I both did and didn’t expect the ending to this book and thus the series.  I know that doesn’t make too much sense, but there it is.  The question is, am I happy about it?  No.  I’m not.  Why?  Because I’m human and emotional.  And yet, I’m not sure how else it could have ended.  The ending needed to big and bold to create an impact after all that had gone before, and the author certainly achieved that.

I loved this series.  It was definitely one of the best YA series I have read, and also one of the best dystopian series I have read.  And as such, I can’t recommend the Divergent trilogy highly enough.


Book Review: Insurgent by Veronica Roth

Insurgent is the second book in the Divergent trilogy by Veronica Roth.

Summary (from back of book)

One choice can transform you – or destroy you.  Tris Prior’s initiation day should have been marked by celebration: instead it ended with unspeakable horrors.  Now unrest surges in the factions around her as conflict between their ideologies grows.

In times of war sides must be chosen and secrets will emerge.  Tris has already paid a terrible price for survival and is wracked by haunting guilt.  But radical new discoveries and shifting relationships mean that she must fully embrace her Divergence – even though she stands to lose everything.

Favourite Quote

Like a wild animal, the truth is too powerful to remain caged.


Do remember, though, that sometimes the people you oppress become mightier than you would like.


I read Divergent in a couple of days and thoroughly enjoyed it. I couldn’t wait to get stuck into book two in the series, but I did wonder if Insurgent could live up to my sky-high expectations.  I needn’t have worried.  It did, without question.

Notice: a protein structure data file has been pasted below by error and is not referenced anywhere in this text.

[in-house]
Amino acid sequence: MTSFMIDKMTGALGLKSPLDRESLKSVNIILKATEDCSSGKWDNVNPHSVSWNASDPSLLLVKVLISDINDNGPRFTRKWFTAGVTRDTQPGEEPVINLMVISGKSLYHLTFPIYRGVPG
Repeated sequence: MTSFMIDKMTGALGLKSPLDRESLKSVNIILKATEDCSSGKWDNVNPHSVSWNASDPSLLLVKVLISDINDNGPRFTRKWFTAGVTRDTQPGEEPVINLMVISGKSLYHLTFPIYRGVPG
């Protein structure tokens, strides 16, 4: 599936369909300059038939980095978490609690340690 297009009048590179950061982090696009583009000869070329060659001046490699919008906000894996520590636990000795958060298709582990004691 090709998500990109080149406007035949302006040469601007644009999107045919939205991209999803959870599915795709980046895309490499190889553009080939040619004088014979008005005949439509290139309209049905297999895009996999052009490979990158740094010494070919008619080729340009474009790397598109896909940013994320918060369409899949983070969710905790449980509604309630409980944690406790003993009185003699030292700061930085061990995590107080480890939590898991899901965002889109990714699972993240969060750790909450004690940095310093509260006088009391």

Whereas with book one, we get to see up close two of the five factions (Abnegation and Dauntless), in book two we are given not only a closer look at the remaining three (Amity, Candor and Erudite), but also the factionless; those who have been forced to live outside and on the edges of society.  The divide between those within the faction system and those discarded by is great, and so naturally, the tension that exists between them is also great.

What I also liked about this book was that it wasn’t only a vehicle to get you from the amazing first book in the series to the amazing last book in the series.  It served it’s own function in the trilogy, building on book one and guiding the reader to book three via its own storyline.  It was packed full of information and detail about the world Tris, Four and the others live in, and the pace and action level of Divergent was maintained.

Insurgent is a fast, emotional, action-fuelled story that kept me entertained and ensured my attention never wavered.  The characters are not perfect; they are flawed and they are human, and it was interesting (and moving) to see how they each responded to the terrible events that unfolded around them.

As of writing this review, I’ve now finished reading the final book in the Divergent series, Allegiant, and will be posting the review of it soon.


Book Review: Divergent by Veronica Roth

Divergent is the first book in the Divergent series by Veronica Roth.

Summary (from back of book)

Beatrice Prior is on the brink of a decision that will change her life.  In a society divided into factions all are forced to choose where they belong.  And the choice Tris makes shocks everyone, including herself.

Once decisions are made, the new members are forced to undergo extreme initiation tests with devastating consequences.  As their experience transforms them, Tris must determine who her friends are – and if the man who both threatens and protects her is really on her side.

Because Tris has a deadly secret.  And as growing conflict threatens to unravel their seemingly perfect society, this secret might save those Tris loves…or it might destroy her.

Favourite Quote

“Becoming fearless isn’t the point.  That’s impossible.  It’s learning how to control your fear, and how to be free from it.”